• In our effort to present a thoughtful, if not comprehensive assortment of crime-fiction-related sites available on the Web, we have added to our “Authors” listings a new page devoted to Leslie Charteris, creator of Simon Templar, aka “The Saint.” Ian Dickerson, honorary secretary of The Saint Club, says it’s a “Web site for [Charteris] and his work sanctioned by his Estate” and adds that it “should, shortly, contain news of some new books.” We wait impatiently for such word.

Mark Billingham’s 10th and latest newsletter reports not only that he has completed initial work on his first standalone suspenser, In the Dark (no pub date yet), but is currently involved in the production of a radio show about that classic U.S. TV detective series Columbo. Explains Billingham:
I’m currently working on a documentary about this seminal TV show which I will be presenting for BBC Radio 4. For anyone who doesn’t know, aside from being ground-breaking in all manner of ways, Columbo was almost a training ground for some of the most remarkable talents in TV and film of the last thirty years. Making the programme, I’ve had the privilege of talking to the likes of Steven Bochco and Jonathan Demme, but the icing on the cake was of course an interview with the man himself, Peter Falk. It was great to talk to him, not least because it means that I now have that iconic, gravelly voice, on tape, saying: “Just one more thing Mr. Billingham, I know what you did!”

The documentary, which is called (as you would expect) “Just One More Thing,” will be broadcast on BBC Radio 4 on Tuesday, September 11th at 11.30 am. Those outside the UK will be able to “listen again” on the Radio 4 website a day or so afterwards on:
What a treat! I hope that Billingham will share with us some more of his insights about Columbo and Falk, either before or after his show is broadcast.

Michael Marshall, whose latest novel, a standalone entitled The Intruders, recently reached bookstores in the States, has been guest-blogging this week at the Powell’s Books site. You’ll find all of his rather short contributions here.

• Peter Spiegelman (Red Cat) is reading books about bullfighting? That’s what he writes at Marshal Zeringue’s Writers Read site. The full story’s here.

• Following up on Ali Karim’s spring assessment of Stephen King’s last “Richard Bachman” novel, Blaze, the aforementioned Linda L. Richards remarks in her January Magazine review of this book that
nothing I say or do here will alter your decision with regards to Blaze. You’re either already a big King fan and have read Blaze or ordered your copy or, at most, are waiting for the book to come out in paper. Or you’re one of those tight-lipped types who were warned about cholesterol when you were 12 and thus avoid it. You were told there were things that were better for you. And while King novels, like stuff with cholesterol, might be delicious, the possible downside haunts your joy, so you don’t stand in that line. And, either way, my words won’t alter your resolve. You’ll either read this and nod your head in agreement or toss your hair in indignation. I’m fine with either reaction. Or both. But, either way, most of the time I figure my energy is better spent telling you about books you might not have gotten wind of, rather than those you come to with predetermination.
But did she like the book? You’ll just have to click here to find out.

• For fans of Loren D. Estleman and Detroit, this new work looks like a must-have.

• Grilled by Shannon Clute and Richard Edwards at Behind the Black Mask, Jason Starr spills the beans on his new novel, The Follower. Listen to the podcast here.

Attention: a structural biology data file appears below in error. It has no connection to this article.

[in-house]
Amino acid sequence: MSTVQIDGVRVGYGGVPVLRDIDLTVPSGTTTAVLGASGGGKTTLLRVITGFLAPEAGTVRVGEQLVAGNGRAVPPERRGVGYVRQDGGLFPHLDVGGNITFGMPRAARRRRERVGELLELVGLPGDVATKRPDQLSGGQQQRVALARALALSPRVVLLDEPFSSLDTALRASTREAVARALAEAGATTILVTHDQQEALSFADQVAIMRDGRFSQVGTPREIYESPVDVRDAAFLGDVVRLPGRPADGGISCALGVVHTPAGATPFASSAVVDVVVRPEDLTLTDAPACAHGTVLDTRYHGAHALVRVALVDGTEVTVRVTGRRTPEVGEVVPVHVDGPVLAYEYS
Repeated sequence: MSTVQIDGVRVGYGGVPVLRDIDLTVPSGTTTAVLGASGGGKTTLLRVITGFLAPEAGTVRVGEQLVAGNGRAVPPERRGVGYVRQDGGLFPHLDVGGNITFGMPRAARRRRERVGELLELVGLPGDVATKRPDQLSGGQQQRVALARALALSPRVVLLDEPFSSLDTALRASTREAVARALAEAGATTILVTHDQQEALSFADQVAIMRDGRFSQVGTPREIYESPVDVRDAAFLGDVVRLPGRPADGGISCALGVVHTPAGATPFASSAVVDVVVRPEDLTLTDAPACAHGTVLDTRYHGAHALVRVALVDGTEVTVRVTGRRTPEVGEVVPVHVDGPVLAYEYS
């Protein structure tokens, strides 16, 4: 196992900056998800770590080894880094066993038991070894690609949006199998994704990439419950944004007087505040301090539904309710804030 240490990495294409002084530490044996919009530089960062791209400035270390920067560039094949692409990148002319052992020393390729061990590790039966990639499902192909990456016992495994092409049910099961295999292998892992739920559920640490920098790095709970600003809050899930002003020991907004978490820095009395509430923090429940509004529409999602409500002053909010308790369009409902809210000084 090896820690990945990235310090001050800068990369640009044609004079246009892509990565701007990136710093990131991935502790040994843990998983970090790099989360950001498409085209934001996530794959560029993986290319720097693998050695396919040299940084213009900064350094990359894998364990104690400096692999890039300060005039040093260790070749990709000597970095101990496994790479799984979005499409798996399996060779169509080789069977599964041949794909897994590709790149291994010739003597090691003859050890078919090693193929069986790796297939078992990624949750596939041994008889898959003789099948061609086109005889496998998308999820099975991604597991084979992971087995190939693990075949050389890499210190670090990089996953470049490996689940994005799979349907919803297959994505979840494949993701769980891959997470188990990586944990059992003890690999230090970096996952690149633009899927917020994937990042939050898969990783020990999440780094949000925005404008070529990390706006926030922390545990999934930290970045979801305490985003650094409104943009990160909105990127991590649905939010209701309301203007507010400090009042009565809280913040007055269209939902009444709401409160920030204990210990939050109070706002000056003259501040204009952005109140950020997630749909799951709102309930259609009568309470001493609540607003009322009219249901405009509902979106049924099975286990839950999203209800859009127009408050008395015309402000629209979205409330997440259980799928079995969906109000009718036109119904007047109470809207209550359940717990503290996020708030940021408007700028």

• Speaking of interviews, one of our favorite UK writers, Simon Kernick, shoots the shit with Pulp Pusher about having his novel Relentless picked as a summer read by influential TV hosts Richard Madeley and Judy Finnigan; how an injury cut short his “promising career” in construction; and the “craziest thing” he’s learned in doing research for his fiction: “That the average mark-up on a coffin is 1,000%. No wonder it costs so much to die.” Read the whole exchange here.

• I was apparently out of town when the winners of Crimespace’s “World’s Sexiest Writer 2007” competition were announced. Megan Abbott, Lee Child, Robert Crais, and Iryna Bennett were all in the running. But, remarks Vincent Holland-Keen, who originated the idea for this beauty contest, “the World’s Sexiest Writer 2007 poll wasn’t a competition, it was a walk-over, with the number one choice receiving almost three times as many votes as anyone else. It would be churlish of me to suggest that this is purely down to his being Canadian--Canada universally acknowledged as being the sexiest country on earth due to all the elk--so I’ll put it down to the beard instead.” As it happens, the victor is the same guy who wrote the book I bought in Banff: Giles Blunt. You’ll find the complete results of this contest here.

• And finally, it doesn’t have anything to do with crime fiction ... but allow me to complain for a moment that it’s lowest-common-denominator, fool-me-twice pseudo-journalism of this order that makes me think I should have gone in for a career in historical research, instead.


Sandra Ruttan said...

Living close to Banff as I do, I would say the tragedy of your vacation was missing out on Kananaskis. They have free live theatre there in the summer, and some of the most beautiful... well, I guess it's true of anywhere. The locals will tell you the places you don't hear as much about but shouldn't miss.

In my opinion, best time to go is October, just after Thanksgiving. Take in Wordfest, skip the crowds, get the sale prices.... but I really dislike crowds.

J. Kingston Pierce said...

Thanks, Sandra. I shall take account of your suggestions during my next visit to your corner of the world.